Post 4 – Opposite Of 1950’s Signage Aesthetic

I think I’ll keep half of the aesthetic, signage, and use the opposite vibe for this post. I think that minimalist signs are the exact opposite. 1950’s signage is marked by bright colors, loud text, flashing lights, and starburst shapes. Minimalist signs use often thin text, neutral and muted colors, lots of blank space, and little decor. There is a stark difference between the two, although achieving similar goals of informing passersby of information. I think that the 1950s signage has a lot more personality, even if it does seem a bit tacky at times, and pops a lot more than minimalist signs.

The bedazzling Stardust Motel sign in the historic city of Wallace and set in the Silver Valley mining district of Idaho Stock Photo - Alamy

[1] Stardust Motel sign (Alamy Stock Photo)

Design a minimalist sign banner by Xojasminelouise | Fiverr

[2] Xojasminelouise’s minimalist sign design from Fiverr

If I were to change my upcycle project to this currently, I would have to discard most of my materials. I could likely make a larger sign since minimalist shapes require less wasted material, especially in my case the plywood used to support the sign. I am using aluminum soda cans to provide the color to my sign design, and the colors are predominantly red, blue, and white. Since minimalist designs do not use bright colors, my red and blues would become useless for the most part. I could still use the whites to create the blank space a minimalist design might be expected to have, and maybe some black colors from the can labels could be used for the text on the sign.

The content itself would probably change as well since minimalist signs often advertise different things than 1950s-style signs would. 1950s signs typically advertise motels, casinos, and diners, while a minimalist sign might be expected to advertise beauty products, cafes, and bookstores. Different connotations across the board. I think the location of these signs would be very different as well since 1950s signs are typically used to advertise to highway traffic with their huge size and loud fonts, while minimalist signs would be found mostly on walking paths like Pearl Street to get the attention of someone actively shopping or running errands.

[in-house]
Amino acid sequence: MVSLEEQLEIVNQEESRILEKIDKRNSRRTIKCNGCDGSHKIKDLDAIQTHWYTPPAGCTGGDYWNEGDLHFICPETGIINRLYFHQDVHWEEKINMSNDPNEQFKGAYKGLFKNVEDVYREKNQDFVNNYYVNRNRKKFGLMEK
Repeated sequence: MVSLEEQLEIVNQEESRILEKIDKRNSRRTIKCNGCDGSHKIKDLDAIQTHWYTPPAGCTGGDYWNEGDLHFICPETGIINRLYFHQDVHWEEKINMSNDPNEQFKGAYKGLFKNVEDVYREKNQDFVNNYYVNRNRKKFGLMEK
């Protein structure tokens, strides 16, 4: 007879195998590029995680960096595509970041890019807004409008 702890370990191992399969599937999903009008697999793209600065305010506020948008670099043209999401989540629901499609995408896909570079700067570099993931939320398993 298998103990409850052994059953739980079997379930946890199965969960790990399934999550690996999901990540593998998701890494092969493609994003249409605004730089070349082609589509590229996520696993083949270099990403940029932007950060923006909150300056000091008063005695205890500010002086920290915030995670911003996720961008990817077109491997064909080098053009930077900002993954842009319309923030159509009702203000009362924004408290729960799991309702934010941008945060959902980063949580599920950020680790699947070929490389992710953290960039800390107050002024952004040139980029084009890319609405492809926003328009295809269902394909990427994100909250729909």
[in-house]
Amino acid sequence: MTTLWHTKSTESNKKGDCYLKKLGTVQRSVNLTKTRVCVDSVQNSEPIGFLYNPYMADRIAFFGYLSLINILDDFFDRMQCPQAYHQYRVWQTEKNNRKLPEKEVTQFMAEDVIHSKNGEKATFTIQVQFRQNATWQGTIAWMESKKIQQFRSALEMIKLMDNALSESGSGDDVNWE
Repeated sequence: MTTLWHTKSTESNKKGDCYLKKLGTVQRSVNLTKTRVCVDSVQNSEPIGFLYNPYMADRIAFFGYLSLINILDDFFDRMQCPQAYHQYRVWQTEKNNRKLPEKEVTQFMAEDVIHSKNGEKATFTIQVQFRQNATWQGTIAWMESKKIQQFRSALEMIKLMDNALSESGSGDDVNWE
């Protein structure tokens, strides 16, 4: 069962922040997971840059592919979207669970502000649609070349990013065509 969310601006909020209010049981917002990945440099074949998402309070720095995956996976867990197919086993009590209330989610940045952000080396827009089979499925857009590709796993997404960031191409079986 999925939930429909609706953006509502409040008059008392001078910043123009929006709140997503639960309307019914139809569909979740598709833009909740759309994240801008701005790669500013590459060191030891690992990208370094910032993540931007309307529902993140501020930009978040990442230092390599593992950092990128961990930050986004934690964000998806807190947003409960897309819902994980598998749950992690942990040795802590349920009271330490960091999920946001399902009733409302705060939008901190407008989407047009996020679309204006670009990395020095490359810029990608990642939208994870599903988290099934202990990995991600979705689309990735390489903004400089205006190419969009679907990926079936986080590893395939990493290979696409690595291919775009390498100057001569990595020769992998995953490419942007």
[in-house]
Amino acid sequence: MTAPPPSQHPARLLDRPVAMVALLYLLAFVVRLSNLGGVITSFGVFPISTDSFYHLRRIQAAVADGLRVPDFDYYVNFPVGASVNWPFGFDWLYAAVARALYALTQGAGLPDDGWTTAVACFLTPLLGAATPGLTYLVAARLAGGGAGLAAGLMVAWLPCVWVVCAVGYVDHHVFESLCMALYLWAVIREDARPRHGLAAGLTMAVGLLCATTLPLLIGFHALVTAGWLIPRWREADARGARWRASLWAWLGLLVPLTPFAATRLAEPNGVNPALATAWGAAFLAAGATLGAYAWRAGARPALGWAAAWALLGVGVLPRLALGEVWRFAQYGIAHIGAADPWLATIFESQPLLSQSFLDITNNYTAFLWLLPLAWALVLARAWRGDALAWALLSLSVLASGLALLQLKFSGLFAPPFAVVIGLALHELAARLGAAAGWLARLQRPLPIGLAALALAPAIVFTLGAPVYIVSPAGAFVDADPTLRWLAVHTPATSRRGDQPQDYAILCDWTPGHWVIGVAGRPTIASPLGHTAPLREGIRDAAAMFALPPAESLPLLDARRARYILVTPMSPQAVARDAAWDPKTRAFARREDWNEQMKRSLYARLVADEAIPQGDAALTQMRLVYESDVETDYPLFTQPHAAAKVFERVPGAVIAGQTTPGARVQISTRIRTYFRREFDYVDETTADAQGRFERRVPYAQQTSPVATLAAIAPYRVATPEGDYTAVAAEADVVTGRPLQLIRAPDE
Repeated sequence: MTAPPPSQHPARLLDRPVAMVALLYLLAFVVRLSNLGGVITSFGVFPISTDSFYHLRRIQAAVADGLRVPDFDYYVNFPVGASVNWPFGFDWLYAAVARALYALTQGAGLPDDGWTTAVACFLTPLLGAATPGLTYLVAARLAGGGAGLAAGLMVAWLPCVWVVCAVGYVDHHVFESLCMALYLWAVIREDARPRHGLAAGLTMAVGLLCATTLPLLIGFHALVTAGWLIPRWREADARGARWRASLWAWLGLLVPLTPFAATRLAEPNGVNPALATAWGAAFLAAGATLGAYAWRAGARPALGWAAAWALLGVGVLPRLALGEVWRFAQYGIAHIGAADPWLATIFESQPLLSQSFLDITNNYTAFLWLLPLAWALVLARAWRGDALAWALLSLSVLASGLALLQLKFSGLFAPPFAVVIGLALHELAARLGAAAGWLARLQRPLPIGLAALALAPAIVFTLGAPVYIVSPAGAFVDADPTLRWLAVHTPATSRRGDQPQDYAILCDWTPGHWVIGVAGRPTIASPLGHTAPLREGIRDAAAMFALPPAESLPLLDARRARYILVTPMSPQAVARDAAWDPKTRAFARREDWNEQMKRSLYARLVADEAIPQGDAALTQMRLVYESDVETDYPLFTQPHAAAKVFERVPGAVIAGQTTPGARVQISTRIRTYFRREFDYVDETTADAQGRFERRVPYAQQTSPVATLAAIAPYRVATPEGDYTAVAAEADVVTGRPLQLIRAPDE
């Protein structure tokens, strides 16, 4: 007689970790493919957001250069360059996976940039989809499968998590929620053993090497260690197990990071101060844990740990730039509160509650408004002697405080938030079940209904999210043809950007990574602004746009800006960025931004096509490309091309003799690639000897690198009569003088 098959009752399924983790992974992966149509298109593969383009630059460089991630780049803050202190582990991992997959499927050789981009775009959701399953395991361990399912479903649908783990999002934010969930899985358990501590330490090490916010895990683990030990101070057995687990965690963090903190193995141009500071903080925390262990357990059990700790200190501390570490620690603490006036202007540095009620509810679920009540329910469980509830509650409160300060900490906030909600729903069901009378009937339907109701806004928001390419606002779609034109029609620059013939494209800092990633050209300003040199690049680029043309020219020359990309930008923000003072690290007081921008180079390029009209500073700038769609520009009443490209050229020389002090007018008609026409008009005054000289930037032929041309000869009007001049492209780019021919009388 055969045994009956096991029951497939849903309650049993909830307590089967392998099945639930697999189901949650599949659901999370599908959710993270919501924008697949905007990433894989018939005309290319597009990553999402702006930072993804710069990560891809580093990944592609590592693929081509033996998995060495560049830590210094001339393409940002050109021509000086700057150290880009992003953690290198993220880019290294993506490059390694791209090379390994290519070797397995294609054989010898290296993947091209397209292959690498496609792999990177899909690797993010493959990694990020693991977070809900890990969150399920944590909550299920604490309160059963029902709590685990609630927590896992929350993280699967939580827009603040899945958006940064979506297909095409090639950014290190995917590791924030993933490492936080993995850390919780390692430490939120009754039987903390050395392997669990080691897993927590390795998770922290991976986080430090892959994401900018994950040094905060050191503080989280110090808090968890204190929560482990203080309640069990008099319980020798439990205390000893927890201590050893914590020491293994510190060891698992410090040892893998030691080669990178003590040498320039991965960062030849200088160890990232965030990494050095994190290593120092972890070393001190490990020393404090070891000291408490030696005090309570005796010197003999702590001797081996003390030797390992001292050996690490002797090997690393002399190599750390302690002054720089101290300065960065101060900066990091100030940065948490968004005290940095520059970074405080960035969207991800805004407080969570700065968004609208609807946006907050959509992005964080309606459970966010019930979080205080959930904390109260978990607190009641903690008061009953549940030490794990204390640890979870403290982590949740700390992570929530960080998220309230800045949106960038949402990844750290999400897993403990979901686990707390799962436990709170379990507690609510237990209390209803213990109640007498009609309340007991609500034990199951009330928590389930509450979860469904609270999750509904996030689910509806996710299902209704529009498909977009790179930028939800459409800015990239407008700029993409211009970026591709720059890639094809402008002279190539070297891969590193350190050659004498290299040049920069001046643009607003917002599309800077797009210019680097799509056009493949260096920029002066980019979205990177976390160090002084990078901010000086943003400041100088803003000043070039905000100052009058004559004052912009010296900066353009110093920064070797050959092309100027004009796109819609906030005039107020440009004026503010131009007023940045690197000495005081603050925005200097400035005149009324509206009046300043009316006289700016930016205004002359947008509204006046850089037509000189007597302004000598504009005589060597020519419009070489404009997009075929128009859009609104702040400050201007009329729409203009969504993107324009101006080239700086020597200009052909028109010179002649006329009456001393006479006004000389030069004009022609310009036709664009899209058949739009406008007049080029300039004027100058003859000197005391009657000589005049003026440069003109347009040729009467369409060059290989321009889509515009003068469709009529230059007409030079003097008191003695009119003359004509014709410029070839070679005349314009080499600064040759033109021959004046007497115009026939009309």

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3 Comments. Leave new

  • Hi Noah, I found your post pretty interesting because you followed a similar train of thought to what I considered my opposite aesthetic. The change from very loud, detailed, and extravagant signs to very simple, dual colored signs would definitely qualify as opposite aesthetics. From what I can tell, many people believe that minimalism is the opposite of their aesthetic in some way or another. This leads to a question, what would you consider to be the opposite of minimalism? Do you think there is one or can many different aesthetics be considered the opposite of minimalism?

  • Maddox Mitchell
    February 16, 2024 10:21 pm

    Hey Noah. When I read your title and remembered the project and aesthetic you chose I thought to myself, what could possibly be the opposite of a 50s vintage sign? But I think you hit the nail on the head with this one and I completely agree with the minimalist sign aesthetic. Your description of what made a 50’s sign a 50’s sign painted a much clear image of what the opposite of that would look like as well. In diving into this opposite aesthetic do you think you would want to switch to this aesthetic? If you had the materials at hand and everything necessary?

    • I think that in practice it would be nice to switch my aesthetic for this project since the simpler shapes and colors would make design and manufacturing so much easier than my current work. After assembling my project I have realized how difficult of a time I gave myself, and a minimalist design would simplify my work exponentially.


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